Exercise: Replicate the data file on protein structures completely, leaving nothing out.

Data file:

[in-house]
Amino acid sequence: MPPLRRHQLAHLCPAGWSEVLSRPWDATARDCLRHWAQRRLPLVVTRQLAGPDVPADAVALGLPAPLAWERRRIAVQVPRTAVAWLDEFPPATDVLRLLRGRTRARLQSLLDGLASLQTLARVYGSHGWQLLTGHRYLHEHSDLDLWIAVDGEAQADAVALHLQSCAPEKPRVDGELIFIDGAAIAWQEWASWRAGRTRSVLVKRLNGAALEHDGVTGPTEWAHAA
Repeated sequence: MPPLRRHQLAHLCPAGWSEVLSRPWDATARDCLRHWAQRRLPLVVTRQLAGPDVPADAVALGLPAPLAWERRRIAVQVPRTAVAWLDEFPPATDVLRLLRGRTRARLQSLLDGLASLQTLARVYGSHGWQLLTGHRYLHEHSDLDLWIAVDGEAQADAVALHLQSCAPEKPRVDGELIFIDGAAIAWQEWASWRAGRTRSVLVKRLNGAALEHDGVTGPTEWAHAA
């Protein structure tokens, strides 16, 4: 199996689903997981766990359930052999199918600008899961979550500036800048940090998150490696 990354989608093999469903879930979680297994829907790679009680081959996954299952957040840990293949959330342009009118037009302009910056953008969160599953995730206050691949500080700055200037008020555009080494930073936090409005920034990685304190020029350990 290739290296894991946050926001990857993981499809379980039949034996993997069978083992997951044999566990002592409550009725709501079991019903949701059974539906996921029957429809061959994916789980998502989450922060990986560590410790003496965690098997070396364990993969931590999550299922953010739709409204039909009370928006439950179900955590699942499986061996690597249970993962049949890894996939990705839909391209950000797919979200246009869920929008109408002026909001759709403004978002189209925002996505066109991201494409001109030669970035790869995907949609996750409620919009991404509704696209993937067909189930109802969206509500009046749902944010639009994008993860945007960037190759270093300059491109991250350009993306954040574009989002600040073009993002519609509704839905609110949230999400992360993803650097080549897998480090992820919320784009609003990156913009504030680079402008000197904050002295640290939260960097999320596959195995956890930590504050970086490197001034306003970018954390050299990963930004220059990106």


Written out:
[in-house]
Amino acid sequence: MPPLRRHQLAHLCPAGWSEVLSRPWDATARDCLRHWAQRRLPLVVTRQLAGPDVPADAVALGLPAPLAWERRRIAVQVPRTAVAWLDEFPPATDVLRLLRGRTRARLQSLLDGLASLQTLARVYGSHGWQLLTGHRYLHEHSDLDLWIAVDGEAQADAVALHLQSCAPEKPRVDGELIFIDGAAIAWQEWASWRAGRTRSVLVKRLNGAALEHDGVTGPTEWAHAA
Repeated sequence: MPPLRRHQLAHLCPAGWSEVLSRPWDATARDCLRHWAQRRLPLVVTRQLAGPDVPADAVALGLPAPLAWERRRIAVQVPRTAVAWLDEFPPATDVLRLLRGRTRARLQSLLDGLASLQTLARVYGSHGWQLLTGHRYLHEHSDLDLWIAVDGEAQADAVALHLQSCAPEKPRVDGELIFIDGAAIAWQEWASWRAGRTRSVLVKRLNGAALEHDGVTGPTEWAHAA
């Protein structure tokens, strides 16, 4: 199996689903997981766990359930052999199918600008899961979550500036800048940090998150490696 990354989608093999469903879930979680297994829907790679009680081959996954299952957040840990293949959330342009009118037009302009910056953008969160599953995730206050691949500080700055200037008020555009080494930073936090409005920034990685304190020029350990 290739290296894991946050926001990857993981499809379980039949034996993997069978083992997951044999566990002592409550009725709501079991019903949701059974539906996921029957429809061959994916789980998502989450922060990986560590410790003496965690098997070396364990993969931590999550299922953010739709409204039909009370928006439950179900955590699942499986061996690597249970993962049949890894996939990705839909391209950000797919979200246009869920929008109408002026909001759709403004978002189209925002996505066109991201494409001109030669970035790869995907949609996750409620919009991404509704696209993937067909189930109802969206509500009046749902944010639009994008993860945007960037190759270093300059491109991250350009993306954040574009989002600040073009993002519609509704839905609110949230999400992360993803650097080549897998480090992820919320784009609003990156913009504030680079402008000197904050002295640290939260960097999320596959195995956890930590504050970086490197001034306003970018954390050299990963930004220059990106």